Now this is a frightening thought. How can we trust girls with such morbid thoughts? A woman thinking of marriage, sex and children? It must be the end of the world, for such 'feelings' are reserved for men only.
Thank God, boys are not faring so well at high school and hopefully one day the number of boys accepted at Bahrain University will drop so low that it will not be feasible to have a co-ed university anymore.
I feel that it is a natural process and one which could see light soon. Then our girls will grow up pure and chaste in a women-only environment.
Until then, I hope a smart man comes up with a potion which inhibits girls from thinking the way they do because it would be really dangerous then to have so many educated women with pent-up emotions and dreams and nowhere to realise them, because it has become unnatural for them to aspire to do what God has created them for.
Vol XXVII NO. 115 Tuesday 13 July 2004
By Amira Al Hussaini
The clock is running backwards. Bahrain, the Garden of Eden, will finally become the land of peace and tranquillity it always was. The land of the great Dilmun civilisation, where the crows don't croak and people live in eternal bliss.
There will be no vice, no prostitution, no daylight bank robberies, no drug peddling, smuggling or sniffing, no rape, no incest, no adulterous wives and husbands and no cold-blooded murders and stabbings.
In this utopia, policed by the Mullas, there will be no bribery and no one above the law (except the Mullas themselves).
More important, there will be no women in public office, no women in universities, no women in schools, no women on television, no women on the radio, no women on the street, no women. Full stop.
Instead, there will be men and boys. Little boys, who will have more authority and respect than any woman, just because of their gender.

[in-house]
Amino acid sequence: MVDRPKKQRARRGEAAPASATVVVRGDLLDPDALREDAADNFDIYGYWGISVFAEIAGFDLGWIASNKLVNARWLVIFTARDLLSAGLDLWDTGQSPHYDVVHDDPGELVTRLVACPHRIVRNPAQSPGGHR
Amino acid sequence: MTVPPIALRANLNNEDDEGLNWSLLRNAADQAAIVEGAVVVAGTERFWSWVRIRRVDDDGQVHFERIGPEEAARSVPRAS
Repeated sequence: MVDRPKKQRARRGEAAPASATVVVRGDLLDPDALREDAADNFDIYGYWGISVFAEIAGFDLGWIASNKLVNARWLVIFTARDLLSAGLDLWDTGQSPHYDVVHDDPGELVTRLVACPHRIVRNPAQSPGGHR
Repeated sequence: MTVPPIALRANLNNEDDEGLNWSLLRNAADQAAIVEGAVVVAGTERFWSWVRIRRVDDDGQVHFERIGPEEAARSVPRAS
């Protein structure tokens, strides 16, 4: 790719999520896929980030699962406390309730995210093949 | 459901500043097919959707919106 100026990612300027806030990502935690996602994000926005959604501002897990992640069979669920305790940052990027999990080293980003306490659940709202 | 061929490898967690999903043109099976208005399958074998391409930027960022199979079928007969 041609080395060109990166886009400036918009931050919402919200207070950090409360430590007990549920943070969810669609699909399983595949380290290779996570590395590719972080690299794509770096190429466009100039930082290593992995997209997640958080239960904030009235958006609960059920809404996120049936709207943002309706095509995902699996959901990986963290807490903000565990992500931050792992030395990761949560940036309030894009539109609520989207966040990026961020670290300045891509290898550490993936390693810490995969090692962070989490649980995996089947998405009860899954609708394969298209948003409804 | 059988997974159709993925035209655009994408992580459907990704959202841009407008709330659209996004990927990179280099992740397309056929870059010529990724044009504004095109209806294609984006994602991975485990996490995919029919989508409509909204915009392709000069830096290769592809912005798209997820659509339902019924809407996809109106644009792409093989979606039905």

The righteous will take the rule in their hands and go about bullying ordinary people, mostly women and expatriates, who are down-trodden and lack many of their basic civil rights anyway.
A religious police in Bahrain? What are we talking about exactly? Are those pushing for the idea telling Bahraini authorities that they have failed to uphold security and justice and that a bunch of bearded men can now tell people how to behave, what to wear, when to go to pray, where to go and what to do in their spare time?
Where is this taking us to? Extremist parliamentarians have already managed to alienate many real people from the real Bahrain and what real Bahrainis want. They have already told the world that Bahrain is not looking forward to a brighter tomorrow and that investors are better to take their money elsewhere.
Among their few triumphs have been blocking Big Brother, allowing veiled women to drive and squabbling amongst themselves on who got the biggest share of the limelight in the media.
To all those who want to take us back to the Stone Age, the message is loud and clear. We, the real Bahrainis, want to move forward with the times. We, the real Bahrainis, are the future generation and want to have a better Bahrain for our children. We, the real Bahrainis, are proud that our mothers drove cars, travelled to Europe, can speak English, are working and have brought us up with the freedom of choice. We, the real Bahrainis, have also learned to adapt with this freedom and have never let our families or country down. We too insist on handing this freedom of choice to our children. Parents, society and schools taught us right from wrong and the rest was up to us.